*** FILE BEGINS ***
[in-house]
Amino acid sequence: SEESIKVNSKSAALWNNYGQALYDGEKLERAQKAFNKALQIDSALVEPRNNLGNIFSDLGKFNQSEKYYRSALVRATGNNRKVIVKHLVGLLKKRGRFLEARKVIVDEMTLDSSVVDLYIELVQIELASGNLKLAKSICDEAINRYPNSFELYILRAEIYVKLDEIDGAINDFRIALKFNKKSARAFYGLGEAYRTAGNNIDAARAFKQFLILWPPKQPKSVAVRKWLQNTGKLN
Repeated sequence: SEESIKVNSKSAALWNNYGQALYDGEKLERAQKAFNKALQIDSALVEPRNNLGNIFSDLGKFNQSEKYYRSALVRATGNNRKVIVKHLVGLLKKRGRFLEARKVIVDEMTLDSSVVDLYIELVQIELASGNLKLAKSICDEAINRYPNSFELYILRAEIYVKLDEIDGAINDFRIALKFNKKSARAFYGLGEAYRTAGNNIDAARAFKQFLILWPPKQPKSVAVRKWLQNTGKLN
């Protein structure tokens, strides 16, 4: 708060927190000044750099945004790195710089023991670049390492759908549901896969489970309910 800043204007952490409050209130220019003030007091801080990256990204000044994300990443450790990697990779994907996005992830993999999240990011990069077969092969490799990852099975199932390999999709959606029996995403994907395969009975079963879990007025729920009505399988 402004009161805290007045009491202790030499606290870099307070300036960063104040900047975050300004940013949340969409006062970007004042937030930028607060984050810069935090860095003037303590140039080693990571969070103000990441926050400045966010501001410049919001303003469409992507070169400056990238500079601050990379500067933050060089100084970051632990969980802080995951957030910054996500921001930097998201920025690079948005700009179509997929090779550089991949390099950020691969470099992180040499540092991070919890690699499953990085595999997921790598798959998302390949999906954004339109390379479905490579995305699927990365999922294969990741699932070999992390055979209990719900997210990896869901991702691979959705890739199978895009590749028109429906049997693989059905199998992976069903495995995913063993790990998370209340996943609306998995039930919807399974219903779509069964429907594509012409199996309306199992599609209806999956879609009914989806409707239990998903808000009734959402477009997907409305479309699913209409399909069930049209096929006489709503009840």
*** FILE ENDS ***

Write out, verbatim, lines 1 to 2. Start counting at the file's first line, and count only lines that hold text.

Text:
[in-house]
Amino acid sequence: SEESIKVNSKSAALWNNYGQALYDGEKLERAQKAFNKALQIDSALVEPRNNLGNIFSDLGKFNQSEKYYRSALVRATGNNRKVIVKHLVGLLKKRGRFLEARKVIVDEMTLDSSVVDLYIELVQIELASGNLKLAKSICDEAINRYPNSFELYILRAEIYVKLDEIDGAINDFRIALKFNKKSARAFYGLGEAYRTAGNNIDAARAFKQFLILWPPKQPKSVAVRKWLQNTGKLN